Fellow game playing customers, give up whining about the price of games versus the hours and hours of play time they give you. There is nothing close to a game in terms of value for money. Not one other form of entertainment comes close in entertainment time per buck. Well, maybe books. You won’t get cheaper or bigger games by whining – you’ll just end up putting developers out of business and have less interesting games to play.





Puppygames Spends Crowdfunding Money On Development Shocker

If you’ll forgive our cheesy UK tabloid press headline parody, this post will explain what we’ve spent our crowdfunded money on so far!

So back in August 2014, we set up a crowdfunding page on Patreon, with the fairly modest goal of achieving an income of $5000 per month. At the time Chaz and Alli were about 3 months into development of Basingstoke, which was supposed to be a “little” game that took 3-6 months to complete (2.5 years later and it’s still nowhere near finished!). I was about one year of full-time development into an entirely different game, the mythical Battledroid.

The idea was that the Patreon funding would enable me to continue to work full-time producing Battledroid, which would see it reach a publicly viewable state within about a year, having already spent about a year on development. Puppygames itself was making just enough money to fund Chaz and Alli on Basingstoke, albeit at sub-minimum-wage levels.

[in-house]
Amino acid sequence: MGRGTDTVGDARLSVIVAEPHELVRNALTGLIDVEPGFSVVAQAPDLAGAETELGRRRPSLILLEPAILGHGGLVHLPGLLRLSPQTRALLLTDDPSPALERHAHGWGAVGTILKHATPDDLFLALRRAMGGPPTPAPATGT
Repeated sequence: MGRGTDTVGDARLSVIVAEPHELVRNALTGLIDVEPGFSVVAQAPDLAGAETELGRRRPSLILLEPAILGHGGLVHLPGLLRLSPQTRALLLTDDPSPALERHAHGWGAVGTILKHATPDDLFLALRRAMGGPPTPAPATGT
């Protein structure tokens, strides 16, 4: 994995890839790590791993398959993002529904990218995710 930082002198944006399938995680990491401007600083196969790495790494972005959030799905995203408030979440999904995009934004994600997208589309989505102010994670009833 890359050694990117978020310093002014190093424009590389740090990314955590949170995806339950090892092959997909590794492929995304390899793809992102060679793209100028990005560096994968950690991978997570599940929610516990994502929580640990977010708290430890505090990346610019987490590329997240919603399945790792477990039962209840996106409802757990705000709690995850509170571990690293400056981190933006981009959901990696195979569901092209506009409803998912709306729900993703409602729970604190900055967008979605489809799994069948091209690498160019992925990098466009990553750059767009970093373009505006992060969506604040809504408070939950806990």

Easy, I thought – just look at how much cash people are throwing at hopeless Kickstarters.

Continue reading

Import Unity animation timings to 3dsMax

The joys of Maxscript.

Here’s a quick bit of code for grabbing the animation timings from a model that has been imported to Unity, and sticking them in an array. I’m using it to automatically fill in the multilistbox on the right, which lets me crop the timeline to the selected animations.


unityAnimList = #()
s = openFile (pathName+characterName+".fbx.meta")
skipToString s "clipAnimations:"
while ((skipToString s "name: ")!=undefined) do (
 animName = readline s
 skipToString s "firstFrame: "
 firstFrame = readline s as integer
 skipToString s "lastFrame: "
 lastFrame = readline s as integer
 anim = #(animName,firstFrame,lastFrame)
 append unityAnimList anim
close s

Normal postcard service will resume at some point in the future, probably.

Titan Attacks on Google Play

Titan Attacks for Android

Yes, that’s right, Titan Attacks is now available on Google Play. Only 10 years too late 🙂 Still, better late than never.

You have no excuse not to install it, because it’s free! Unless you’ve got one of those strangefangled Apple devices, in which case you’ll have to wait a few more days.

Of course, when I say “free”, I mean it is infested with Google’s ubiquitous advertising. Having your eyeballs assaulted by tiny adverts is a small price to play for such a neat little game that works so well on phones (and tablets), but if it upsets you at all, the well-heeled amongst you can donate a few dollars in our direction and make those nasty adverts go away forever.

I will let you know how it does in due course.

Many thanks to Jake Birkett of GreyAlienGames and Brian Kramer of Subsoap for making it all happen.